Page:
14. 14. Break-Even Analysis• Study ofinterrelationshipsamong a firm’s sales,costs, and operatingprofit at various levelsof output• Break-even point isthe Q where TR = TC(Q1 to Q2 on graph)TRTCQ$’sProfitQ1 Q214Rtist@Tourism, Pondicherry University
  15. 15. Management of current Assets• Working capital (abbreviated WC) isa financial metric whichrepresents operatingliquidity available to a business,organization or other entity,including governmental entity.• Along with fixed assets such asplant and equipment, workingcapital is considered a part ofoperating capital.• Net working capital is calculatedas current assets minus currentliabilities.• It is a derivation of working capital,that is commonly used in valuationtechniques such as DCFs(Discounted cash flows).• If current assets are less thancurrent liabilities, an entity hasa working capital deficiency, alsocalled a working capital deficit.• Net Working Capital = CurrentAssets − Current Liabilities• Net Operating Working Capital =Current Assets − Non Interest-bearing Current Liabilities• Equity Working Capital = CurrentAssets − Current Liabilities − Long-term Debt• A company can be endowedwith assets and profitability butshort of liquidity if its assets cannotreadily be converted into cash.• Positive working capital is requiredto ensure that a firm is able tocontinue its operations and that ithas sufficient funds to satisfy bothmaturing short-term debt andupcoming operational expenses.• The management of working capitalinvolves managing inventories,accounts receivable and payable,and cash.Rtist@Tourism, Pondicherry University 15
  16. 16. Calculation• Current assets and current liabilities include three accounts which are ofspecial importance. These accounts represent the areas of the business wheremanagers have the most direct impact:– accounts receivable (current asset)– inventory (current assets), and– accounts payable (current liability)• The current portion of debt (payable within 12 months) is critical, because itrepresents a short-term claim to current assets and is often secured by longterm assets. Common types of short-term debt are bank loans and lines ofcredit.• An increase in working capital indicates that the business has eitherincreased current assets (that is has increased its receivables, or other currentassets) or has decreased current liabilities, for example has paid off someshort-term creditors.• Implications on M&A: The common commercial definition of working capitalfor the purpose of a working capital adjustment in an M&A transaction (i.e.for a working capital adjustment mechanism in a sale and purchaseagreement) is equal to:– Current Assets – Current Liabilities excluding deferred tax assets/liabilities, excesscash, surplus assets and/or deposit balances.– Cash balance items often attract a one-for-one purchase price adjustment.Rtist@Tourism, Pondicherry University 16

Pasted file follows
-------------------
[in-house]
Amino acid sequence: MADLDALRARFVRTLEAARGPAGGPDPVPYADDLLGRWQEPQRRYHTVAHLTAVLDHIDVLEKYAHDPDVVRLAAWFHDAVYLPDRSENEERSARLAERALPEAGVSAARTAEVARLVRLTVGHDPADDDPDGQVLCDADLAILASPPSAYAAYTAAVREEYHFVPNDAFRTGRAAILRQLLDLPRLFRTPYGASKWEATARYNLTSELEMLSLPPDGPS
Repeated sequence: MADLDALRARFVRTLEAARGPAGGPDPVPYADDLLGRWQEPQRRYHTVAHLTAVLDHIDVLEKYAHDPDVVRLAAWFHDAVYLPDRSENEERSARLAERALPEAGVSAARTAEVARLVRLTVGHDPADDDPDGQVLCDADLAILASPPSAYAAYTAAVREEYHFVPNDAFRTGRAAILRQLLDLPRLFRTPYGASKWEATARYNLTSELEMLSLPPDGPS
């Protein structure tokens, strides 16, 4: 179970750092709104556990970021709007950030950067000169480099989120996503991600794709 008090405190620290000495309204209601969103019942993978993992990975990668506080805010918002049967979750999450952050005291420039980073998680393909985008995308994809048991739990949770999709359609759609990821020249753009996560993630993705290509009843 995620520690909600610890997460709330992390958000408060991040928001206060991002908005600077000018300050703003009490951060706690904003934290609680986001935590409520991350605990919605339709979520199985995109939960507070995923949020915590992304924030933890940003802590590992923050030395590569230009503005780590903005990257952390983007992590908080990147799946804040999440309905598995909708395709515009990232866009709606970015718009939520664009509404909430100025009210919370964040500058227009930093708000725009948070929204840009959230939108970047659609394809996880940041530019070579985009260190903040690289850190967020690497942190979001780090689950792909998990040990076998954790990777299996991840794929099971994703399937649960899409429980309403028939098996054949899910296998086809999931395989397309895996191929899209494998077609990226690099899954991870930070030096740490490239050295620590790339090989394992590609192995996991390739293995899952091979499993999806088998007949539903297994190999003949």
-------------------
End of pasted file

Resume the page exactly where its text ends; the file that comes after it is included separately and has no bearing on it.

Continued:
17. 17. Management of working capital• Guided by the above criteria, management will use a combination of policiesand techniques for the management of working capital.• These policies aim at managing the current assets (generally cash and cashequivalents, inventories and debtors) and the short term financing, such thatcash flows and returns are acceptable.– Cash management. Identify the cash balance which allows for the business to meetday to day expenses, but reduces cash holding costs.– Inventory management. Identify the level of inventory which allows foruninterrupted production but reduces the investment in raw materials - andminimizes reordering costs - and hence increases cash flow. Besides this, the leadtimes in production should be lowered to reduce Work in Progress (WIP) andsimilarly, the Finished Goods should be kept on as low level as possible to avoidover production– Debtors management. Identify the appropriate credit policy, i.e. credit terms whichwill attract customers, such that any impact on cash flows and the cash conversioncycle will be offset by increased revenue and hence Return on Capital (or viceversa);– Short term financing. Identify the appropriate source of financing, given the cashconversion cycle: the inventory is ideally financed by credit granted by the supplier;however, it may be necessary to utilize a bank loan (or overdraft), or to "convertdebtors to cash" through "factoring".Rtist@Tourism, Pondicherry University 17